Agency as a Biological-Behavioral Construct: An Approach to the Problem of Determinism
The Bar-Hillel Colloquium for the History, Philosophy and Sociology of Science - 42nd Annual Series 2022-2023
Thursday | 04.05.23 | 14:00
Lecture by Prof. Catherine Wilson | University of York
At the Hebrew University of Jerusalem, Levy Building, Hall 324
Many 18th century philosophers facing a “Newtonian” universe or a world of animal machines became worried about determinism and its consequences for moral and legal culpability. The problem continues to perturb us, since we cannot even imagine an account of free will consistent with the scientific understanding of how the world works. In this talk, I draw on recent research on agency, volition and decision-making in animals, including humans, to argue that free will is experienced by organisms and ascribed to them for good reason, though we cannot say what free will physically or metaphysically is. The problem of assigning culpability is not solved thereby. But it is illuminated by understanding both the importance of negative sanctioning in our specifically human form of social life and the ways in which our inbuilt tendencies to moral disapproval and moral aggression can misfire.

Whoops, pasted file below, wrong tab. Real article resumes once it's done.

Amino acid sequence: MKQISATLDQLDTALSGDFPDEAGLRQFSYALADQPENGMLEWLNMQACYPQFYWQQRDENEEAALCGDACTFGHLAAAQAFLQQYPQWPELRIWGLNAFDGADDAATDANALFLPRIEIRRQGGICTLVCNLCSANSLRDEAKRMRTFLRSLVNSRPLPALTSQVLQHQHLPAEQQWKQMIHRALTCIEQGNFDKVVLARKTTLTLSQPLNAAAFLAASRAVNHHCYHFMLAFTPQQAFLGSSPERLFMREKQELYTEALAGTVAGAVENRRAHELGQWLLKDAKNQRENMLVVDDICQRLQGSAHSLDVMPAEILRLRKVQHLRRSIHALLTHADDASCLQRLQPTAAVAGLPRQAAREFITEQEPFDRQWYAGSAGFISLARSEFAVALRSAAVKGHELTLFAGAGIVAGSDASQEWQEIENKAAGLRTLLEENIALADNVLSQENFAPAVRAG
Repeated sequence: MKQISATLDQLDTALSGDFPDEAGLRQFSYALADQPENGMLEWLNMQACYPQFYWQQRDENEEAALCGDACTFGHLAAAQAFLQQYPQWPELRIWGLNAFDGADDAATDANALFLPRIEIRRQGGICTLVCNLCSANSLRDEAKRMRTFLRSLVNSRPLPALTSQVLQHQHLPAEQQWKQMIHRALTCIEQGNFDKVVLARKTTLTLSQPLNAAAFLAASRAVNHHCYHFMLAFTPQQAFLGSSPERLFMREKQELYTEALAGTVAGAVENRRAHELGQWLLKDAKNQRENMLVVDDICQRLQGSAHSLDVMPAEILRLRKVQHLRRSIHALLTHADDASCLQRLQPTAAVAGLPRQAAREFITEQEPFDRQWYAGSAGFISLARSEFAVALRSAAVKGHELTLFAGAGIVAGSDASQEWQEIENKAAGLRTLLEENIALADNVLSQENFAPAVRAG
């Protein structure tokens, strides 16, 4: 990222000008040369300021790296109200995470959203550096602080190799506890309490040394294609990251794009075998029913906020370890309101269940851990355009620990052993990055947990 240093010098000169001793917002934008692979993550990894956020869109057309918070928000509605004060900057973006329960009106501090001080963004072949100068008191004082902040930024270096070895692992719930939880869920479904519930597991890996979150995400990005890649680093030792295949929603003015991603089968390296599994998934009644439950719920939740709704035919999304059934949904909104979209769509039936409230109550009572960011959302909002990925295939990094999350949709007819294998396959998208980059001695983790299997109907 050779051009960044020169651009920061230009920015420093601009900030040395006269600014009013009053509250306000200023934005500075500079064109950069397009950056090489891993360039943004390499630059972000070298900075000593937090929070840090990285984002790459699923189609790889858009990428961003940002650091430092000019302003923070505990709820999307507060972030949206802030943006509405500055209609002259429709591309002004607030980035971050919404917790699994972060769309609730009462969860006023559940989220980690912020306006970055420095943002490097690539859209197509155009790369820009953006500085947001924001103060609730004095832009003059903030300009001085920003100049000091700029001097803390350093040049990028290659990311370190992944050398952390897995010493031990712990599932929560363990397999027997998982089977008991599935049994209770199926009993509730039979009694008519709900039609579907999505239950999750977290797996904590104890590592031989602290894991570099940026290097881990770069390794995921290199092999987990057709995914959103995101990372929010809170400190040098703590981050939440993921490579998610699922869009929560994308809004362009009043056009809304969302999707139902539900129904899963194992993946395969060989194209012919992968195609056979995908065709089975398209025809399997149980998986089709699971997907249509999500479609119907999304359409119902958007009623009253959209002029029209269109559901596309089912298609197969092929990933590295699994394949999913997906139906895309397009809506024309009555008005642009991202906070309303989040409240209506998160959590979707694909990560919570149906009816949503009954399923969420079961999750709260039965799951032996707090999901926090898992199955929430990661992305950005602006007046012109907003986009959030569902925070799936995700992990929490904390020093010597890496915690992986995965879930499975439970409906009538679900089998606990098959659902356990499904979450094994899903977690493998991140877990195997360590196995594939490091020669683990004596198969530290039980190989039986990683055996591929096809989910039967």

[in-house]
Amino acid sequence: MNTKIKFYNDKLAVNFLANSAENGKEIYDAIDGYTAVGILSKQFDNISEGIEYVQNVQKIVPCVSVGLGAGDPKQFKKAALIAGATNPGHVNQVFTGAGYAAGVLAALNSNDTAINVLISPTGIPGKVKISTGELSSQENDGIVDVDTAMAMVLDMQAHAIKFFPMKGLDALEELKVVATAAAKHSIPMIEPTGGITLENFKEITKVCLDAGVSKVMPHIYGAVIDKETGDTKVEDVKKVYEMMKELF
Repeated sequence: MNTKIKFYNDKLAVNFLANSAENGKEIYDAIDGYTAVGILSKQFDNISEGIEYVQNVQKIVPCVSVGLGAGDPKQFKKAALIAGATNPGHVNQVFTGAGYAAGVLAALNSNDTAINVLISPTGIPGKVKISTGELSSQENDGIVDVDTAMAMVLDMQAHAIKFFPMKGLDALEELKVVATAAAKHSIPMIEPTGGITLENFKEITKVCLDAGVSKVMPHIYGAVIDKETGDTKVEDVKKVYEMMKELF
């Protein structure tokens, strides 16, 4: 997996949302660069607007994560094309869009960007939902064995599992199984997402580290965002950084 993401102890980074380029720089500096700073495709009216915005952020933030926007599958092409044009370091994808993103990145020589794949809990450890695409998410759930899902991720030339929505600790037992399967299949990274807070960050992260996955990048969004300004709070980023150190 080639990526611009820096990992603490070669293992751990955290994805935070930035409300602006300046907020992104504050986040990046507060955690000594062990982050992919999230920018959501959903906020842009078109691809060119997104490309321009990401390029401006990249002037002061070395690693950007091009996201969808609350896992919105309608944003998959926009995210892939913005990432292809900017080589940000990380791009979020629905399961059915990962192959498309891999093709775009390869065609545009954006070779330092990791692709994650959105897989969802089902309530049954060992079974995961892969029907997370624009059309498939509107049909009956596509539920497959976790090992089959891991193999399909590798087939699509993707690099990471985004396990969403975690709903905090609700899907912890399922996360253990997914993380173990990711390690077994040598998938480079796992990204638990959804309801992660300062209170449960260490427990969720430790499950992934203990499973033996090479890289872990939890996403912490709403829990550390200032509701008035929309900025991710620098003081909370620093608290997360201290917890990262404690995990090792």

Academic director: Dr. Ori Belkind, Tel Aviv University